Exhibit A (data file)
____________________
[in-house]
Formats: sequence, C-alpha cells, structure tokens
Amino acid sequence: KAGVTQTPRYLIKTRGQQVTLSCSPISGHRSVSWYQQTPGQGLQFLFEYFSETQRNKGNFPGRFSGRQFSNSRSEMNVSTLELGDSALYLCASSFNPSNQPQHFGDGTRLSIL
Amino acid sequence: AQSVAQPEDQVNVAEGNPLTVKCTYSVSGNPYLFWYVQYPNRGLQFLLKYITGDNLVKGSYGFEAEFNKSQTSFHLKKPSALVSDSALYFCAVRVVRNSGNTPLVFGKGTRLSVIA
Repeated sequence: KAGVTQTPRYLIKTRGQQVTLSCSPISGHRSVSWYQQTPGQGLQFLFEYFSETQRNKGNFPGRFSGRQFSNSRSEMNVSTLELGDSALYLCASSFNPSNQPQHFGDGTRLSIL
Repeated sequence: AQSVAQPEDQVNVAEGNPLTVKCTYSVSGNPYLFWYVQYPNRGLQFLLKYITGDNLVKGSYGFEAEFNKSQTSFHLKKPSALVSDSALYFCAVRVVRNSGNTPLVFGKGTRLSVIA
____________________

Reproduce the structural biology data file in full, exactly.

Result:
[in-house]
Formats: sequence, C-alpha cells, structure tokens
Amino acid sequence: KAGVTQTPRYLIKTRGQQVTLSCSPISGHRSVSWYQQTPGQGLQFLFEYFSETQRNKGNFPGRFSGRQFSNSRSEMNVSTLELGDSALYLCASSFNPSNQPQHFGDGTRLSIL
Amino acid sequence: AQSVAQPEDQVNVAEGNPLTVKCTYSVSGNPYLFWYVQYPNRGLQFLLKYITGDNLVKGSYGFEAEFNKSQTSFHLKKPSALVSDSALYFCAVRVVRNSGNTPLVFGKGTRLSVIA
Repeated sequence: KAGVTQTPRYLIKTRGQQVTLSCSPISGHRSVSWYQQTPGQGLQFLFEYFSETQRNKGNFPGRFSGRQFSNSRSEMNVSTLELGDSALYLCASSFNPSNQPQHFGDGTRLSIL
Repeated sequence: AQSVAQPEDQVNVAEGNPLTVKCTYSVSGNPYLFWYVQYPNRGLQFLLKYITGDNLVKGSYGFEAEFNKSQTSFHLKKPSALVSDSALYFCAVRVVRNSGNTPLVFGKGTRLSVIA